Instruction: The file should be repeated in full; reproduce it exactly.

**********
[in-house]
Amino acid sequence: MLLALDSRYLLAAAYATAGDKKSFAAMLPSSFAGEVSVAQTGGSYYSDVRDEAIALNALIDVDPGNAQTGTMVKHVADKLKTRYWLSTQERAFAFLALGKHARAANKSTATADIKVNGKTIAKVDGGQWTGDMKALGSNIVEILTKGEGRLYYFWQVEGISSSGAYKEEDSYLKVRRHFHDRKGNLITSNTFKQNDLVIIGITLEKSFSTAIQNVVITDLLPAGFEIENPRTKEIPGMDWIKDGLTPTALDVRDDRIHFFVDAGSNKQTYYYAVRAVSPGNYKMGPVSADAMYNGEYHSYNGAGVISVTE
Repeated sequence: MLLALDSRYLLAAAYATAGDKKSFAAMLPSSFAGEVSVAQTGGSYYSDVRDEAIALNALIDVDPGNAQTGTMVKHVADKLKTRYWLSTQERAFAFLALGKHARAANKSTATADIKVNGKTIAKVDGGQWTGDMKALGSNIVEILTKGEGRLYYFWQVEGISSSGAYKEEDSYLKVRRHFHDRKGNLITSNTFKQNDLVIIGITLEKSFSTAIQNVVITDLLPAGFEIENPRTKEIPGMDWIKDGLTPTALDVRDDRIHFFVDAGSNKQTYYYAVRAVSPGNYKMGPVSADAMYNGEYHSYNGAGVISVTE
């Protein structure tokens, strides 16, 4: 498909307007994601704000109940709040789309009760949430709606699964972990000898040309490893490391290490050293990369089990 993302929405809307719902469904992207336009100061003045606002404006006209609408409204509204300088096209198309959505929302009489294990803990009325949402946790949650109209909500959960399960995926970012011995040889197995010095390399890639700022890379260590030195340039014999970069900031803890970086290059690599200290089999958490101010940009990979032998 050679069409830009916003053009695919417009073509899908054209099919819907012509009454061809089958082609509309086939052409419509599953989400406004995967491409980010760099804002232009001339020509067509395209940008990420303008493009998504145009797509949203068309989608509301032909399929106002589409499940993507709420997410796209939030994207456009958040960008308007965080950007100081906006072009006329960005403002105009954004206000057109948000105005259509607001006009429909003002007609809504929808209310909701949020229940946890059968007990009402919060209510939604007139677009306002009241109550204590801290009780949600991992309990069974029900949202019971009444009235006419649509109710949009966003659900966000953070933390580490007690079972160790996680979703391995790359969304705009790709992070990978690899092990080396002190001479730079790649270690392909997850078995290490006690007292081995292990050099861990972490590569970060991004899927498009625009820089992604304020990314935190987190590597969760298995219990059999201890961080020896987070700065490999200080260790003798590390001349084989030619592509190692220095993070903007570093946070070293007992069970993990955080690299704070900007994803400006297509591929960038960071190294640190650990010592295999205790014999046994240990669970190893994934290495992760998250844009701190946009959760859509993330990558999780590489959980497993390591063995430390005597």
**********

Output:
[in-house]
Amino acid sequence: MLLALDSRYLLAAAYATAGDKKSFAAMLPSSFAGEVSVAQTGGSYYSDVRDEAIALNALIDVDPGNAQTGTMVKHVADKLKTRYWLSTQERAFAFLALGKHARAANKSTATADIKVNGKTIAKVDGGQWTGDMKALGSNIVEILTKGEGRLYYFWQVEGISSSGAYKEEDSYLKVRRHFHDRKGNLITSNTFKQNDLVIIGITLEKSFSTAIQNVVITDLLPAGFEIENPRTKEIPGMDWIKDGLTPTALDVRDDRIHFFVDAGSNKQTYYYAVRAVSPGNYKMGPVSADAMYNGEYHSYNGAGVISVTE
Repeated sequence: MLLALDSRYLLAAAYATAGDKKSFAAMLPSSFAGEVSVAQTGGSYYSDVRDEAIALNALIDVDPGNAQTGTMVKHVADKLKTRYWLSTQERAFAFLALGKHARAANKSTATADIKVNGKTIAKVDGGQWTGDMKALGSNIVEILTKGEGRLYYFWQVEGISSSGAYKEEDSYLKVRRHFHDRKGNLITSNTFKQNDLVIIGITLEKSFSTAIQNVVITDLLPAGFEIENPRTKEIPGMDWIKDGLTPTALDVRDDRIHFFVDAGSNKQTYYYAVRAVSPGNYKMGPVSADAMYNGEYHSYNGAGVISVTE
């Protein structure tokens, strides 16, 4: 498909307007994601704000109940709040789309009760949430709606699964972990000898040309490893490391290490050293990369089990 993302929405809307719902469904992207336009100061003045606002404006006209609408409204509204300088096209198309959505929302009489294990803990009325949402946790949650109209909500959960399960995926970012011995040889197995010095390399890639700022890379260590030195340039014999970069900031803890970086290059690599200290089999958490101010940009990979032998 050679069409830009916003053009695919417009073509899908054209099919819907012509009454061809089958082609509309086939052409419509599953989400406004995967491409980010760099804002232009001339020509067509395209940008990420303008493009998504145009797509949203068309989608509301032909399929106002589409499940993507709420997410796209939030994207456009958040960008308007965080950007100081906006072009006329960005403002105009954004206000057109948000105005259509607001006009429909003002007609809504929808209310909701949020229940946890059968007990009402919060209510939604007139677009306002009241109550204590801290009780949600991992309990069974029900949202019971009444009235006419649509109710949009966003659900966000953070933390580490007690079972160790996680979703391995790359969304705009790709992070990978690899092990080396002190001479730079790649270690392909997850078995290490006690007292081995292990050099861990972490590569970060991004899927498009625009820089992604304020990314935190987190590597969760298995219990059999201890961080020896987070700065490999200080260790003798590390001349084989030619592509190692220095993070903007570093946070070293007992069970993990955080690299704070900007994803400006297509591929960038960071190294640190650990010592295999205790014999046994240990669970190893994934290495992760998250844009701190946009959760859509993330990558999780590489959980497993390591063995430390005597």